Admittedly, a tragic past is probably the easiest way to create a character with multiple dimensions. Had I known it was so widely used, I would've put forth more effort in creating a character. Still, when you have to work within the limitations of a world with constantly shifting dimensions that are beyond your control, sometimes your options are limited, and you have to seek out something that you know won't eventually become in conflict with the game world.

One of the main causes of the overly-used devices, I think, is the archetype in which these games are made. For example, within the archetype of the adventurer beginning their quest, parents are a nulled influence. With the basic concept being to find your own way as a young adult, at an age where parents (in the real world) have expended their main purpose, having them still exist is an unnecessary addition to a character. Writing them off in some way or another is typical.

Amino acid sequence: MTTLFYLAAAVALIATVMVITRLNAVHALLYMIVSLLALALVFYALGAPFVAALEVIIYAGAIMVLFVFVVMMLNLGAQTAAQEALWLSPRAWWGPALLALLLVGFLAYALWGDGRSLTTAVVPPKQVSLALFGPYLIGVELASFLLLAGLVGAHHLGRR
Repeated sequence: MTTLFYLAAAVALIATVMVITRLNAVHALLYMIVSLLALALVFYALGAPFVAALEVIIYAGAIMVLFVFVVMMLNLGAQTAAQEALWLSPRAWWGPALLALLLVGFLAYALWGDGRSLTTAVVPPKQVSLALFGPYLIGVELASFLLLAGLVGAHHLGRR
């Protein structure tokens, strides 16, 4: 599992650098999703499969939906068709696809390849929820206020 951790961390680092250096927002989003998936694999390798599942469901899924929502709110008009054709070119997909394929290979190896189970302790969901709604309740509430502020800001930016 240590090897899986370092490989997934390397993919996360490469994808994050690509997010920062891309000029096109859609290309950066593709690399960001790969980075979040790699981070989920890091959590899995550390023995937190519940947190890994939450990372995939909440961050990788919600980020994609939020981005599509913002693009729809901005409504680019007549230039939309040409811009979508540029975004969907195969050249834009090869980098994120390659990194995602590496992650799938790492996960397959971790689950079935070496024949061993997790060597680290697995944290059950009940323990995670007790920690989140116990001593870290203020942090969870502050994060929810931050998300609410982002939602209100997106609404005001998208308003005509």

I think people can be very creative. They just need experience in using their creativity to find and make something truly original.

Just my thoughts.

Posted by: Faulkon on June 12, 2006 6:42 PM

Tragedy is fine, what's bad is tunnel vision RPing.

Lots of people will have tragic pasts in the kinds of worlds these MMOs are set in, and it's also a great motivation to become a detached adventurer. However, even if your parents were killed by orcs, how many people would run around ten years later telling everyone about it and spending all of their days in brooding unhappiness?

It's when all of your RP centers around this one defining tragedy that it becomes stale. It's just like people who can morph into animals and that's it, people who are vampires and that's it, or people who are naively bubbily and that's it.